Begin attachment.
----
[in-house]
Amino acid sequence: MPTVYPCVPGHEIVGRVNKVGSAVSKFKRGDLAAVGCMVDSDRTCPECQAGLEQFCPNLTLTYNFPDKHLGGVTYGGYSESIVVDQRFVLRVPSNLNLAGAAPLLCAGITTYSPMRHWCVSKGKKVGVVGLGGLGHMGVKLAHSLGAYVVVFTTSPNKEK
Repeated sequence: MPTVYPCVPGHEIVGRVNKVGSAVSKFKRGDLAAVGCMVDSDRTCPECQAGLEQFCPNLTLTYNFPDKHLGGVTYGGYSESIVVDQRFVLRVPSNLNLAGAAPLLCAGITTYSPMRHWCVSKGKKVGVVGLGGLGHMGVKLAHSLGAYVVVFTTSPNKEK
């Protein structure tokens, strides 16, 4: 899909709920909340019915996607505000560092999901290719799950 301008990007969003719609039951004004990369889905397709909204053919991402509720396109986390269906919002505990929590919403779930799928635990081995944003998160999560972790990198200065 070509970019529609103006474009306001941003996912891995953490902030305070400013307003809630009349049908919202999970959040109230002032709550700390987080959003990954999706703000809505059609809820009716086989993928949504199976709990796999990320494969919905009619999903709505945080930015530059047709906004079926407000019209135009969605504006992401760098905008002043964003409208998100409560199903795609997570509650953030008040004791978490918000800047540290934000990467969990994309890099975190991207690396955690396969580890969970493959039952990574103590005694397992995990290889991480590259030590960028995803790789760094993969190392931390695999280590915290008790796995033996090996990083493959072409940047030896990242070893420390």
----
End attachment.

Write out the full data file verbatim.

[in-house]
Amino acid sequence: MPTVYPCVPGHEIVGRVNKVGSAVSKFKRGDLAAVGCMVDSDRTCPECQAGLEQFCPNLTLTYNFPDKHLGGVTYGGYSESIVVDQRFVLRVPSNLNLAGAAPLLCAGITTYSPMRHWCVSKGKKVGVVGLGGLGHMGVKLAHSLGAYVVVFTTSPNKEK
Repeated sequence: MPTVYPCVPGHEIVGRVNKVGSAVSKFKRGDLAAVGCMVDSDRTCPECQAGLEQFCPNLTLTYNFPDKHLGGVTYGGYSESIVVDQRFVLRVPSNLNLAGAAPLLCAGITTYSPMRHWCVSKGKKVGVVGLGGLGHMGVKLAHSLGAYVVVFTTSPNKEK
């Protein structure tokens, strides 16, 4: 899909709920909340019915996607505000560092999901290719799950 301008990007969003719609039951004004990369889905397709909204053919991402509720396109986390269906919002505990929590919403779930799928635990081995944003998160999560972790990198200065 070509970019529609103006474009306001941003996912891995953490902030305070400013307003809630009349049908919202999970959040109230002032709550700390987080959003990954999706703000809505059609809820009716086989993928949504199976709990796999990320494969919905009619999903709505945080930015530059047709906004079926407000019209135009969605504006992401760098905008002043964003409208998100409560199903795609997570509650953030008040004791978490918000800047540290934000990467969990994309890099975190991207690396955690396969580890969970493959039952990574103590005694397992995990290889991480590259030590960028995803790789760094993969190392931390695999280590915290008790796995033996090996990083493959072409940047030896990242070893420390």